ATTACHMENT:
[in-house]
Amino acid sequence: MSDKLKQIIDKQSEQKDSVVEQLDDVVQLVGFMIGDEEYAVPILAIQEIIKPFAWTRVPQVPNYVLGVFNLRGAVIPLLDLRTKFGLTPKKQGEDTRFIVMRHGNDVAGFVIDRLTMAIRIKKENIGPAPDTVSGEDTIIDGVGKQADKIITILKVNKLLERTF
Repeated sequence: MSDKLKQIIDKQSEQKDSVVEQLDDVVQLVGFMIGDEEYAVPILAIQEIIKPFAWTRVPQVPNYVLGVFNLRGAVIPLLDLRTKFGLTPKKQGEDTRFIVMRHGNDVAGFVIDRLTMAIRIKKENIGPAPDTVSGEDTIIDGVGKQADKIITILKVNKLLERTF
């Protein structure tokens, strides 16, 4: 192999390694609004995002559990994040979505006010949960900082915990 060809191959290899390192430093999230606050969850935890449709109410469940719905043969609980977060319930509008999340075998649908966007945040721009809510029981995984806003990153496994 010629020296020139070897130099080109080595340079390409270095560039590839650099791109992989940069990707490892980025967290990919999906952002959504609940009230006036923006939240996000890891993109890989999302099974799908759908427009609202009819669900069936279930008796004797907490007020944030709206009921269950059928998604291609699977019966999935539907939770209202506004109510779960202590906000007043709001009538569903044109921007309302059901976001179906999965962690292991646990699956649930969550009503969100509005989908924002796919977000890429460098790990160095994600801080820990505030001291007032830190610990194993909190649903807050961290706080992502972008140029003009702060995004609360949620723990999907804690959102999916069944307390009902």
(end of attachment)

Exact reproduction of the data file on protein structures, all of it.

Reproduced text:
[in-house]
Amino acid sequence: MSDKLKQIIDKQSEQKDSVVEQLDDVVQLVGFMIGDEEYAVPILAIQEIIKPFAWTRVPQVPNYVLGVFNLRGAVIPLLDLRTKFGLTPKKQGEDTRFIVMRHGNDVAGFVIDRLTMAIRIKKENIGPAPDTVSGEDTIIDGVGKQADKIITILKVNKLLERTF
Repeated sequence: MSDKLKQIIDKQSEQKDSVVEQLDDVVQLVGFMIGDEEYAVPILAIQEIIKPFAWTRVPQVPNYVLGVFNLRGAVIPLLDLRTKFGLTPKKQGEDTRFIVMRHGNDVAGFVIDRLTMAIRIKKENIGPAPDTVSGEDTIIDGVGKQADKIITILKVNKLLERTF
């Protein structure tokens, strides 16, 4: 192999390694609004995002559990994040979505006010949960900082915990 060809191959290899390192430093999230606050969850935890449709109410469940719905043969609980977060319930509008999340075998649908966007945040721009809510029981995984806003990153496994 010629020296020139070897130099080109080595340079390409270095560039590839650099791109992989940069990707490892980025967290990919999906952002959504609940009230006036923006939240996000890891993109890989999302099974799908759908427009609202009819669900069936279930008796004797907490007020944030709206009921269950059928998604291609699977019966999935539907939770209202506004109510779960202590906000007043709001009538569903044109921007309302059901976001179906999965962690292991646990699956649930969550009503969100509005989908924002796919977000890429460098790990160095994600801080820990505030001291007032830190610990194993909190649903807050961290706080992502972008140029003009702060995004609360949620723990999907804690959102999916069944307390009902």